Enforcing Limits While Remaining Close with Our Kids
For the past 6 years, I’ve centered my work around one message: Connection is everything. It’s the key to parenting. It’s the best-kept secret. It’s our ticket to enjoying the journey more, but how can we set boundaries and correct our children without losing that connection? If we confuse “staying connected” with “never upsetting our children,” things begin to get very hazy.
Early on in my transition to respectful, connected parenting, I made the mistake of confusing the two. Fearful of ruining our bond, I struggled with setting and enforcing limits, and the frustration that resulted almost caused me to go back to my traditional punitive ways. Thankfully, I kept reading and learning, and finally I figured out how to be the positive leader my kids needed. So, if you’re struggling with something similar in your parenting journey, I’d like to share with you what helped me learn to stand firm yet gentle in my position as leader.
Here’s something to remember. A good connection isn’t feeble.
It isn’t going to break because you say no. It isn’t going to crumble when you hold a boundary or even allow a consequence. A temporarily upset child (or parent) doesn’t equal a broken bond. When I was tip-toeing around my kids, afraid of breaking our connection by upsetting them, I felt powerless to change their behavior. When I realized our relationship wasn’t that fragile, I was able to set and enforce limits and correct my children’s off-track behavior with confidence.
Think of parenting like a balance scale for a moment.
There should be lots of positive, happy, snuggly, smiling moments and fewer negative (correcting, reprimanding, upsetting, frustrating) moments. The positive should outweigh the negative a good deal. When we focus too much on correcting or reprimanding and don’t give enough positive attention, the scale starts to tip in the wrong direction. When the negative outweighs the positive, connections crumble.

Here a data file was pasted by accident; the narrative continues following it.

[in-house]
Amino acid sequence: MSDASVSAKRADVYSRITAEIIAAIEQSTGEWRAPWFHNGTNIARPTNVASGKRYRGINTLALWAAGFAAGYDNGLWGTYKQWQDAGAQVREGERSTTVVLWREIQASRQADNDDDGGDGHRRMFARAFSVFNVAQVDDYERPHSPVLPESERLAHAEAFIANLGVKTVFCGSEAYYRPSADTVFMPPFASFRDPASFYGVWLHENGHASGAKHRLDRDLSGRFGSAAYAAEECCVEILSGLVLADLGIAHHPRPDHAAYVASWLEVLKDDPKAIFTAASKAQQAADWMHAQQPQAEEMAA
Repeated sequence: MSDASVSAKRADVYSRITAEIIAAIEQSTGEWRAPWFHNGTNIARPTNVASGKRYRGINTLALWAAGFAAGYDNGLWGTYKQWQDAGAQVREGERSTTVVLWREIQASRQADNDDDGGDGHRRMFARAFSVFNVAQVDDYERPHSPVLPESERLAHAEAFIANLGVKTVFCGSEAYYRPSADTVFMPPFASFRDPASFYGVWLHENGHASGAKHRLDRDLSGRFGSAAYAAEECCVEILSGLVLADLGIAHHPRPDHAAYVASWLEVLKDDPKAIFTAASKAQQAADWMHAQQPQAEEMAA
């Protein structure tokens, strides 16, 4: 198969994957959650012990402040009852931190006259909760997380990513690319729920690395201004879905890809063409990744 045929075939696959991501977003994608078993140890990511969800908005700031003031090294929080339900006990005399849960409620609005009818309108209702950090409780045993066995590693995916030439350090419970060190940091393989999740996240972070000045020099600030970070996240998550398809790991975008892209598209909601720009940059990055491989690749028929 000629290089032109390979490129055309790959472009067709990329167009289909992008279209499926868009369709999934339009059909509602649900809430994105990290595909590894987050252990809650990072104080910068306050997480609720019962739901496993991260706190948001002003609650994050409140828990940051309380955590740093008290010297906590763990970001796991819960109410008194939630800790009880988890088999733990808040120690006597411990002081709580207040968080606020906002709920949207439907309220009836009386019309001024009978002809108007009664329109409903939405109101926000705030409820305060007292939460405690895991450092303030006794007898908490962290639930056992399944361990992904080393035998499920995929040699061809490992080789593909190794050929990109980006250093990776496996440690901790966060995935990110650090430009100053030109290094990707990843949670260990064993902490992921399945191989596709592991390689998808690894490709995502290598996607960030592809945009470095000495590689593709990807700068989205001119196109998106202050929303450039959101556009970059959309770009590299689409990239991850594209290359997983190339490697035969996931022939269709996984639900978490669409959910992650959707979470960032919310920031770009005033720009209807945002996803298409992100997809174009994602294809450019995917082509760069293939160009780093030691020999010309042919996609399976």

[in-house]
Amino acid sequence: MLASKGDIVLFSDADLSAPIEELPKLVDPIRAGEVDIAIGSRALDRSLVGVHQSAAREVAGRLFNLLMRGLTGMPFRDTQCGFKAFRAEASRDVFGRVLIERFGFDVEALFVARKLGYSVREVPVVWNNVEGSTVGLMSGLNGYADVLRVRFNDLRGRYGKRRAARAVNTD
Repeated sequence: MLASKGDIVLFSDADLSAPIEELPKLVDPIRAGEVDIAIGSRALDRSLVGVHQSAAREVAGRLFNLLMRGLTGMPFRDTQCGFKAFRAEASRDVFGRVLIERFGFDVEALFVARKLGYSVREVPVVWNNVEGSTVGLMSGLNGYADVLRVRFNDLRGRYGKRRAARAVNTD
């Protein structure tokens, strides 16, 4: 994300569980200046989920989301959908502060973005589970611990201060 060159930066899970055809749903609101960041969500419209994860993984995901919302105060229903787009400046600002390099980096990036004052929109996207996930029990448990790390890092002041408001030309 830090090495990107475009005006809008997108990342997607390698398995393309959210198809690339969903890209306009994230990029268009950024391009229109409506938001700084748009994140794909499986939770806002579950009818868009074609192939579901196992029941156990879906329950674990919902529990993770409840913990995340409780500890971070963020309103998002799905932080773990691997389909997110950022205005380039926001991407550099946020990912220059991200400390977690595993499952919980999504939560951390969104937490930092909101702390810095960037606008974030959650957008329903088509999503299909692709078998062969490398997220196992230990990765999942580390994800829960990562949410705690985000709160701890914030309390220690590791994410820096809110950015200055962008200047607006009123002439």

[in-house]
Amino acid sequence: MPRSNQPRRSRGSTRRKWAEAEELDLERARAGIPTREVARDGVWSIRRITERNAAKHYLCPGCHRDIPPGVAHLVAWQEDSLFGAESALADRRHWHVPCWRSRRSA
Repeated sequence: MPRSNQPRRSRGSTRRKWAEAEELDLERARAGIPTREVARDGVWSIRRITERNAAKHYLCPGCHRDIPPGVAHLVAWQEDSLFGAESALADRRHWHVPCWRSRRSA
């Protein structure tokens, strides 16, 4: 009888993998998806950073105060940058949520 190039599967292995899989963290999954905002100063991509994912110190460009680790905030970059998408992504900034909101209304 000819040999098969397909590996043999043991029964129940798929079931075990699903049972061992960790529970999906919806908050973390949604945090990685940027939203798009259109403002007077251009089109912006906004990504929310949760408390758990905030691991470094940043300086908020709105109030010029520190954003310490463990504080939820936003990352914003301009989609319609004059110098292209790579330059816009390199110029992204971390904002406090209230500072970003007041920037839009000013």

Therefore, to keep your connection secure, make sure your scale is favorable. If you’re going through a particularly challenging phase, up the positive attention!
Ah, but there’s a small caveat. Even though we may have fewer negative moments than positive moments, being harsh or shaming during correction and enforcing of limits is damaging to the relationship. In other words, saying “no, I won’t allow you to do that” isn’t damaging, but “you’re a bad boy, why would you be so mean?” is.
It turns out that shaming is a pretty common thing, and although children are very forgiving when we blow it, harsh words and actions leave their mark. So, learning how to approach negative behavior in a positive way is important for keeping our connections strong, and this requires a shift in mindset and approach.
Changing Your Mindset
Positive parenting requires a shift from a fear-based mindset to a love-based mindset. The fear-based mindset says:
- I must control my child’s behavior. (authoritarian)
- My child learns not to repeat bad behavior by being punished. (authoritarian)
- I’m the dominant figure; my child is “under” me. (authoritarian)
- My child will hate me if I upset him. (permissive)
Trying to positively parent with a fear-based mindset doesn’t work because the focus is still on who has the control, you or your child.
The love-based mindset says:
- My role is to teach my child appropriate behavior.
- My child learns through example and through limits set and enforced respectfully.
- While I am the leader, my child is a human being with equal rights to be respected and heard.
The real shift occurs when you move away from controlling your child’s behavior toward understanding your child’s behavior. Only when you understand where it’s coming from can you help him learn to do better.
Changing Your Approach
Now that the focus is off control and on connection and understanding, how do you approach correcting her of enforcing your limit while maintaining your connection? …continue reading at Creative Child
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